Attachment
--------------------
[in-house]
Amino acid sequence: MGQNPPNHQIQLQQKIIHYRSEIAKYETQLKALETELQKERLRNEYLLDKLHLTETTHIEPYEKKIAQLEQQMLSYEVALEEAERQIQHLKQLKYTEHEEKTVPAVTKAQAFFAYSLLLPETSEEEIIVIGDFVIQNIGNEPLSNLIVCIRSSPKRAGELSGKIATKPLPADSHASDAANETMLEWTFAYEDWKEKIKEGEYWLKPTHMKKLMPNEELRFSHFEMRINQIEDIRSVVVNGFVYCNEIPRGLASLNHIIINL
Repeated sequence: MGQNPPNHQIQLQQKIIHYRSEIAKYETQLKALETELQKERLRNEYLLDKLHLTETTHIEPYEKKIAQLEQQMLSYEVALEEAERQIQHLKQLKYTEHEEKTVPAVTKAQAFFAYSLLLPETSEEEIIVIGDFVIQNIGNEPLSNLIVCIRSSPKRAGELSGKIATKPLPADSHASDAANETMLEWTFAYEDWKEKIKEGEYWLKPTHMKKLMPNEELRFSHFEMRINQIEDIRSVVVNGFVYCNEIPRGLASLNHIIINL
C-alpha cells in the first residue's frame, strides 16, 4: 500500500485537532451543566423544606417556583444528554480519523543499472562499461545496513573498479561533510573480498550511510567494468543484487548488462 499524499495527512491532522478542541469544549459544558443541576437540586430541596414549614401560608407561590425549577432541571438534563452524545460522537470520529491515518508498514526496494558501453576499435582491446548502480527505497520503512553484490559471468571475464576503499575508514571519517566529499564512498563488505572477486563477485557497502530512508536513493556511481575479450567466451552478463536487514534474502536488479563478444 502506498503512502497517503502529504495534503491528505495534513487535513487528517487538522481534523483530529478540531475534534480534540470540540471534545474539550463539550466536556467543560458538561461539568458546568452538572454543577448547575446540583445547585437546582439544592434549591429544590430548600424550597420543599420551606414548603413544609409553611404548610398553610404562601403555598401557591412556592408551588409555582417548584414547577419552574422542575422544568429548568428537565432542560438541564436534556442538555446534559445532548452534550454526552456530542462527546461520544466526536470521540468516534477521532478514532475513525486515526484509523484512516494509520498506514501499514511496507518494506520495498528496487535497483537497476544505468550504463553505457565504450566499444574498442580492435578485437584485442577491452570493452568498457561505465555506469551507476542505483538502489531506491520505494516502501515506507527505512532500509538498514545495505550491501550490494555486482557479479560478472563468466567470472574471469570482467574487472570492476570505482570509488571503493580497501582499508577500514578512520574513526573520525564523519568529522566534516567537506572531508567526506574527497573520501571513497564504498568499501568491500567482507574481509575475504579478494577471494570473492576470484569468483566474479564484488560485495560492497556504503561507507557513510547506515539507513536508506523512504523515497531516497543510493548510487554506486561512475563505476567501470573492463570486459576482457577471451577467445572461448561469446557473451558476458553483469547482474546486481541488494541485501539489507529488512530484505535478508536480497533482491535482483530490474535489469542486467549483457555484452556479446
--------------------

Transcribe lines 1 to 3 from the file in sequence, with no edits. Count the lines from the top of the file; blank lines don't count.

[in-house]
Amino acid sequence: MGQNPPNHQIQLQQKIIHYRSEIAKYETQLKALETELQKERLRNEYLLDKLHLTETTHIEPYEKKIAQLEQQMLSYEVALEEAERQIQHLKQLKYTEHEEKTVPAVTKAQAFFAYSLLLPETSEEEIIVIGDFVIQNIGNEPLSNLIVCIRSSPKRAGELSGKIATKPLPADSHASDAANETMLEWTFAYEDWKEKIKEGEYWLKPTHMKKLMPNEELRFSHFEMRINQIEDIRSVVVNGFVYCNEIPRGLASLNHIIINL
Repeated sequence: MGQNPPNHQIQLQQKIIHYRSEIAKYETQLKALETELQKERLRNEYLLDKLHLTETTHIEPYEKKIAQLEQQMLSYEVALEEAERQIQHLKQLKYTEHEEKTVPAVTKAQAFFAYSLLLPETSEEEIIVIGDFVIQNIGNEPLSNLIVCIRSSPKRAGELSGKIATKPLPADSHASDAANETMLEWTFAYEDWKEKIKEGEYWLKPTHMKKLMPNEELRFSHFEMRINQIEDIRSVVVNGFVYCNEIPRGLASLNHIIINL